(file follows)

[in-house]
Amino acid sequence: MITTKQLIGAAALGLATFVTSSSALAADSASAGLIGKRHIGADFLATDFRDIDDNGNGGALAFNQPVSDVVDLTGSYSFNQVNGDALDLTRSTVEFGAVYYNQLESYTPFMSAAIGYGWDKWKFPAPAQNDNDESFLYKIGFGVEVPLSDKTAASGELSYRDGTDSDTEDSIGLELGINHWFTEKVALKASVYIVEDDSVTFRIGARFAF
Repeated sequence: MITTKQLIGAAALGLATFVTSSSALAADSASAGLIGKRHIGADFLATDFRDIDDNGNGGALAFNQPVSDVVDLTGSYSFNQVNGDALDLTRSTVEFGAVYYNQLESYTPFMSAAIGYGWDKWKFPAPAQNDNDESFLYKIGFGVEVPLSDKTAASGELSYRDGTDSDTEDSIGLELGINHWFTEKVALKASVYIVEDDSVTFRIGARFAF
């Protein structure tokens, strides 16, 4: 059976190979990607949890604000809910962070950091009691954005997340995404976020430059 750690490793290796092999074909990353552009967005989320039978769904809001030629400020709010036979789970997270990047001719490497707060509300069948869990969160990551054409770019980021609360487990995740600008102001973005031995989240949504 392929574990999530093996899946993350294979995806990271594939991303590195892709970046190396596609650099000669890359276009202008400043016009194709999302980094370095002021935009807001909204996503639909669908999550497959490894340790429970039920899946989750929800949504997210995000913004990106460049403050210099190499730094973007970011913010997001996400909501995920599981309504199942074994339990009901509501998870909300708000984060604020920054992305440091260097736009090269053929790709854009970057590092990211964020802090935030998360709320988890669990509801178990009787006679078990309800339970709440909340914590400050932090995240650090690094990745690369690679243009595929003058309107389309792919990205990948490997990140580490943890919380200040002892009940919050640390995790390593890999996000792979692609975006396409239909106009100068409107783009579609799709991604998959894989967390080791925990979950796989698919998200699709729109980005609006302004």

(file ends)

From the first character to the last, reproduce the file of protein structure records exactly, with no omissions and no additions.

[in-house]
Amino acid sequence: MITTKQLIGAAALGLATFVTSSSALAADSASAGLIGKRHIGADFLATDFRDIDDNGNGGALAFNQPVSDVVDLTGSYSFNQVNGDALDLTRSTVEFGAVYYNQLESYTPFMSAAIGYGWDKWKFPAPAQNDNDESFLYKIGFGVEVPLSDKTAASGELSYRDGTDSDTEDSIGLELGINHWFTEKVALKASVYIVEDDSVTFRIGARFAF
Repeated sequence: MITTKQLIGAAALGLATFVTSSSALAADSASAGLIGKRHIGADFLATDFRDIDDNGNGGALAFNQPVSDVVDLTGSYSFNQVNGDALDLTRSTVEFGAVYYNQLESYTPFMSAAIGYGWDKWKFPAPAQNDNDESFLYKIGFGVEVPLSDKTAASGELSYRDGTDSDTEDSIGLELGINHWFTEKVALKASVYIVEDDSVTFRIGARFAF
């Protein structure tokens, strides 16, 4: 059976190979990607949890604000809910962070950091009691954005997340995404976020430059 750690490793290796092999074909990353552009967005989320039978769904809001030629400020709010036979789970997270990047001719490497707060509300069948869990969160990551054409770019980021609360487990995740600008102001973005031995989240949504 392929574990999530093996899946993350294979995806990271594939991303590195892709970046190396596609650099000669890359276009202008400043016009194709999302980094370095002021935009807001909204996503639909669908999550497959490894340790429970039920899946989750929800949504997210995000913004990106460049403050210099190499730094973007970011913010997001996400909501995920599981309504199942074994339990009901509501998870909300708000984060604020920054992305440091260097736009090269053929790709854009970057590092990211964020802090935030998360709320988890669990509801178990009787006679078990309800339970709440909340914590400050932090995240650090690094990745690369690679243009595929003058309107389309792919990205990948490997990140580490943890919380200040002892009940919050640390995790390593890999996000792979692609975006396409239909106009100068409107783009579609799709991604998959894989967390080791925990979950796989698919998200699709729109980005609006302004």